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Re: Research - Valid Data Gathering vs. Annoying Other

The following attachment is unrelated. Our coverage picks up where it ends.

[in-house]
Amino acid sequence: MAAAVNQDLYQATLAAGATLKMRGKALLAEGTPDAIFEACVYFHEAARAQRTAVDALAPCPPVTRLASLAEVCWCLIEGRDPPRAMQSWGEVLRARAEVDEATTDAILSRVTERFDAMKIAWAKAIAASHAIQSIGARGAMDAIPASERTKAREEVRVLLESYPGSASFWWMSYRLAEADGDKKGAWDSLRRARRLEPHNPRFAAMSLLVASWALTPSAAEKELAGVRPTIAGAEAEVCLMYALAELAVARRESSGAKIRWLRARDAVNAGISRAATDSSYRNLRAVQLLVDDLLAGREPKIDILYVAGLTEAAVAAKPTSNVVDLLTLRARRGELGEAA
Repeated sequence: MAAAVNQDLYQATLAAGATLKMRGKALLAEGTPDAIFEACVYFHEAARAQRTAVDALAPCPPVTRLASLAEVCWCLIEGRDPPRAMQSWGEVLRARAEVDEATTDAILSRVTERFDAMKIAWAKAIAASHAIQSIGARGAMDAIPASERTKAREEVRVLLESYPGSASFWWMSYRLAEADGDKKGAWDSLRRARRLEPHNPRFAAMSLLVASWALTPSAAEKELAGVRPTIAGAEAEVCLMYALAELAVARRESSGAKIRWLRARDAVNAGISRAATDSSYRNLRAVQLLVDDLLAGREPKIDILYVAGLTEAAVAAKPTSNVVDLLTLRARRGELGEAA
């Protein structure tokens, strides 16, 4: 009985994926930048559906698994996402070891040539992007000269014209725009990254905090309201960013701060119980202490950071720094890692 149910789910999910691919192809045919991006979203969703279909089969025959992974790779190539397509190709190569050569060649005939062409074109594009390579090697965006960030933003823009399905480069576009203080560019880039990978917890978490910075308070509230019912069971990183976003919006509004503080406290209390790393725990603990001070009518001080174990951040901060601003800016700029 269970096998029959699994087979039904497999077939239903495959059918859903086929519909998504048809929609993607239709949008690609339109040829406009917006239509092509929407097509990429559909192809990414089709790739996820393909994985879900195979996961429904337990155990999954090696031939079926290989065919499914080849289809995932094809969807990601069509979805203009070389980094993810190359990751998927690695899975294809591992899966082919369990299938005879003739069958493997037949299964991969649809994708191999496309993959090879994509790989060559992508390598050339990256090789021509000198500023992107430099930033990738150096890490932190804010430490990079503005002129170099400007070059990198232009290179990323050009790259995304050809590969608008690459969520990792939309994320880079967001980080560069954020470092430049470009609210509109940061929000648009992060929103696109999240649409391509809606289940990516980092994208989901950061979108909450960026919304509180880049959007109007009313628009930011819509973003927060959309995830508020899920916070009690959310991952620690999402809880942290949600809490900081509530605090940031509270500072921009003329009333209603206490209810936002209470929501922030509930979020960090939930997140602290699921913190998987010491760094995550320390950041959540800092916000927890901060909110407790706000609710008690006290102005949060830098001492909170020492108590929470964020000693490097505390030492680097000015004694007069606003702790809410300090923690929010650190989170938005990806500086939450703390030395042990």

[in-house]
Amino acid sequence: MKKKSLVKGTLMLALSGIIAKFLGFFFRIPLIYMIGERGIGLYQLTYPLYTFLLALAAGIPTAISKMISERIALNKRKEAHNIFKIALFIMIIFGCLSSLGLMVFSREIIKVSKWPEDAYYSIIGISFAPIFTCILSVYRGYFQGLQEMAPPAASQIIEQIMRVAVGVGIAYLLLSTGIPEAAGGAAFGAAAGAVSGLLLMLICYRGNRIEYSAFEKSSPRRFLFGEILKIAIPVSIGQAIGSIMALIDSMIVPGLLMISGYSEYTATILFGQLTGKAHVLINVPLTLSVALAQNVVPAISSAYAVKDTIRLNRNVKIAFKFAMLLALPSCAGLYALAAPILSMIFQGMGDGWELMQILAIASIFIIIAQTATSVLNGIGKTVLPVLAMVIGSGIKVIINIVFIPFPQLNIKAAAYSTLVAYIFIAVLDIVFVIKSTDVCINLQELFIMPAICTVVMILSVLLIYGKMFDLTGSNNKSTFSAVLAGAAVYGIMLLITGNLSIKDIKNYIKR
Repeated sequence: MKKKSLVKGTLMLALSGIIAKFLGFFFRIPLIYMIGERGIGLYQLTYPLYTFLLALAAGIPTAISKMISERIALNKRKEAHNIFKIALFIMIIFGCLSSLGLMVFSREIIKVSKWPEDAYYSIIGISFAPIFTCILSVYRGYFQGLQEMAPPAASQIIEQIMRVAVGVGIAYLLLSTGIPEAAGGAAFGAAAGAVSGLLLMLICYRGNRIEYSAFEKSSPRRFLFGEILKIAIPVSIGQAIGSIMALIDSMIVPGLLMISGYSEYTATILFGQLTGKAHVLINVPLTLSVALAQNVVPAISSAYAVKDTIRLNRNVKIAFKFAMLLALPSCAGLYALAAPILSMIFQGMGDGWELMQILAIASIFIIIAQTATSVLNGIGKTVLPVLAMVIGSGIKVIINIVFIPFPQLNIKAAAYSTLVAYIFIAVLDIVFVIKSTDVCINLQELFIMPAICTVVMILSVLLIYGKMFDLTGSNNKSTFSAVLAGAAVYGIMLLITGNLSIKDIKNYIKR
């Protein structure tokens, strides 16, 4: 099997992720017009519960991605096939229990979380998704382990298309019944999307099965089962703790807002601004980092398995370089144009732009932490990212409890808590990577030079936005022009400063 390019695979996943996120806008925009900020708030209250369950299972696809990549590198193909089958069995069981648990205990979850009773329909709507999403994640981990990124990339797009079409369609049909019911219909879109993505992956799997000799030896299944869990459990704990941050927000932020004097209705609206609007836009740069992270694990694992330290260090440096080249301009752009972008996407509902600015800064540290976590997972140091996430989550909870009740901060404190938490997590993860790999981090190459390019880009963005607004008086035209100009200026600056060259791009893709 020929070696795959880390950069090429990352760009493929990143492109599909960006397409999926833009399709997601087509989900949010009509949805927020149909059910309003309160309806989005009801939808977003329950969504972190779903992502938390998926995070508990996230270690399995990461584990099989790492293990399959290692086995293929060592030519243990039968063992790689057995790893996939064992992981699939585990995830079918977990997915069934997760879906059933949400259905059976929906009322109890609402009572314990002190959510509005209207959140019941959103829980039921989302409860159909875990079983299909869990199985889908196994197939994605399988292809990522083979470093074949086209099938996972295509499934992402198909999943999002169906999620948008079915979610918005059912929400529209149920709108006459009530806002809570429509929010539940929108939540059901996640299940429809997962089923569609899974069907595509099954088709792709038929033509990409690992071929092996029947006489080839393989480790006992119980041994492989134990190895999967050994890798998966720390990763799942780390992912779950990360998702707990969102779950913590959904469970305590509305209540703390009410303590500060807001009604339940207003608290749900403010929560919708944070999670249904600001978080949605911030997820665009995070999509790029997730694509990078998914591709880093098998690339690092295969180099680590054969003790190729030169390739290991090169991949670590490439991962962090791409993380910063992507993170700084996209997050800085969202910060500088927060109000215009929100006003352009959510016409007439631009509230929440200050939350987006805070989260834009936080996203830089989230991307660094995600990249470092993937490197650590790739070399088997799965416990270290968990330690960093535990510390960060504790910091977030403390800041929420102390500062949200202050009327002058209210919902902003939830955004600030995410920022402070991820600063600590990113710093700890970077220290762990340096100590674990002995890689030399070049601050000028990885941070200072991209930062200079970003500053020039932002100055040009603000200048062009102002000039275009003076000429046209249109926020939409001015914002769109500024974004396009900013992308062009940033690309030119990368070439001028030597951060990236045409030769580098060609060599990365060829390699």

On Fri, Aug 06, 2004 at 05:37:55PM -0400, Daniel Reed wrote: > To the original poster and others: Do host a web server on port 80 of the > machines involved in the probe. Name the machines after your project (do not > call them "www" or else people might indeed think it is a compromised > machine!). If your testing involves HTTP requests, or any other protocol > that allows for "referer" or other human-visible information, provide a URL > and/or project name. If your testing involves packets with unused content, > use URLs or free-form text instead of zeroes or random bytes. > > Above all, follow common sense. Make it as easy as possible for most people > to figure out what you are doing, and have templated responses describing > your project, what network resources it will use, and what general benefit > you hope to provide ready for when Robert Bonomi complains. And, especially, make sure that your provider is aware of what you're doing. Specifically that whoever answers abuse/security@your-domain, and abuse/security@your-provider knows what you're doing. There will always be GWFs who send frivolous complaints to you or your provider, regardless of how benign the traffic is. You ideally want to be in the situation where your providers abuse desk blows them off, rather than anyone expending any more time than it takes to hit delete in the ticketing system. Also be very sure that you understand what you're doing, and that it will not cause others operational problems. Be prepared to apologize, grovel and possibly offer financial compensation when your screwup actually does inflict significant costs on someone else. If you're not convinced enough that you're not going to break other peoples systems that the idea of financial compensation scares you, you shouldn't be sending the traffic in the first place. While I can't imagine how any of the legitimate surveys would cause anyone real operational costs (as opposed to the oversensitive IDS or anal log reader problems) I have seen systems knocked offline in the past by a postgrad "research project" that was run with more naive enthusiasm than technical talent. Heck, the googlebot fell into a lot of infinite trees and made webservers fall over before they got it right, back when it was an academic research project. Cheers, Steve  Goober With Firewall. Originally from internal jargon at firstname.lastname@example.org - a complaint, for example, that "ns1.above.net is hackoring my port 53!" would be, and should still be, closed with the sole annotation being "GWF".